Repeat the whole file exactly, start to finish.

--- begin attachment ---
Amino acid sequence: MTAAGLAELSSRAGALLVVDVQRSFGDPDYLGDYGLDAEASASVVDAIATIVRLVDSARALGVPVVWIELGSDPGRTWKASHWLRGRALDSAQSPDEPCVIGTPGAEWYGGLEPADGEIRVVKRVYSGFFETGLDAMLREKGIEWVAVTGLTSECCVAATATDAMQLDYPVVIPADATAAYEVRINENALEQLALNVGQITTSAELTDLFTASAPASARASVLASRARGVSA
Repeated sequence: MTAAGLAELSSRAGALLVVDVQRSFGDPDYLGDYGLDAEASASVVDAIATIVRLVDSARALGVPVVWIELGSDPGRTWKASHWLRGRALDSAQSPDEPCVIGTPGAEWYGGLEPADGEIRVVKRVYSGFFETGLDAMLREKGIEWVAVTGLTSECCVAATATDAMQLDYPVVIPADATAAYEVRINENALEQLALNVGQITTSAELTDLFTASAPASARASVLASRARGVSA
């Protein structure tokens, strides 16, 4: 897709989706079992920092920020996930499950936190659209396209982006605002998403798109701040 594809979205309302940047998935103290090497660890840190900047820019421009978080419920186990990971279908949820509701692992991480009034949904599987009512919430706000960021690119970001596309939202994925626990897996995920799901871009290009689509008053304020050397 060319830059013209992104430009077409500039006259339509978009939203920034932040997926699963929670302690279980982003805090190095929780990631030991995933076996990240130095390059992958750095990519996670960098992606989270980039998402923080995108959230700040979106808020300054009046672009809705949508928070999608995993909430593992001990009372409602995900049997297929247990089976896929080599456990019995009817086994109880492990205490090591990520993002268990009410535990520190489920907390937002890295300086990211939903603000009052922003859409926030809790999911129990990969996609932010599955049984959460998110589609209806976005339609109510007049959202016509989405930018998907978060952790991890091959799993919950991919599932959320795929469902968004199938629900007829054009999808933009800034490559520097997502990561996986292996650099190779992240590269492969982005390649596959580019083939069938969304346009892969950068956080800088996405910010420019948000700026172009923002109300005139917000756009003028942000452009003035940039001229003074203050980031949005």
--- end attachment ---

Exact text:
Amino acid sequence: MTAAGLAELSSRAGALLVVDVQRSFGDPDYLGDYGLDAEASASVVDAIATIVRLVDSARALGVPVVWIELGSDPGRTWKASHWLRGRALDSAQSPDEPCVIGTPGAEWYGGLEPADGEIRVVKRVYSGFFETGLDAMLREKGIEWVAVTGLTSECCVAATATDAMQLDYPVVIPADATAAYEVRINENALEQLALNVGQITTSAELTDLFTASAPASARASVLASRARGVSA
Repeated sequence: MTAAGLAELSSRAGALLVVDVQRSFGDPDYLGDYGLDAEASASVVDAIATIVRLVDSARALGVPVVWIELGSDPGRTWKASHWLRGRALDSAQSPDEPCVIGTPGAEWYGGLEPADGEIRVVKRVYSGFFETGLDAMLREKGIEWVAVTGLTSECCVAATATDAMQLDYPVVIPADATAAYEVRINENALEQLALNVGQITTSAELTDLFTASAPASARASVLASRARGVSA
């Protein structure tokens, strides 16, 4: 897709989706079992920092920020996930499950936190659209396209982006605002998403798109701040 594809979205309302940047998935103290090497660890840190900047820019421009978080419920186990990971279908949820509701692992991480009034949904599987009512919430706000960021690119970001596309939202994925626990897996995920799901871009290009689509008053304020050397 060319830059013209992104430009077409500039006259339509978009939203920034932040997926699963929670302690279980982003805090190095929780990631030991995933076996990240130095390059992958750095990519996670960098992606989270980039998402923080995108959230700040979106808020300054009046672009809705949508928070999608995993909430593992001990009372409602995900049997297929247990089976896929080599456990019995009817086994109880492990205490090591990520993002268990009410535990520190489920907390937002890295300086990211939903603000009052922003859409926030809790999911129990990969996609932010599955049984959460998110589609209806976005339609109510007049959202016509989405930018998907978060952790991890091959799993919950991919599932959320795929469902968004199938629900007829054009999808933009800034490559520097997502990561996986292996650099190779992240590269492969982005390649596959580019083939069938969304346009892969950068956080800088996405910010420019948000700026172009923002109300005139917000756009003028942000452009003035940039001229003074203050980031949005």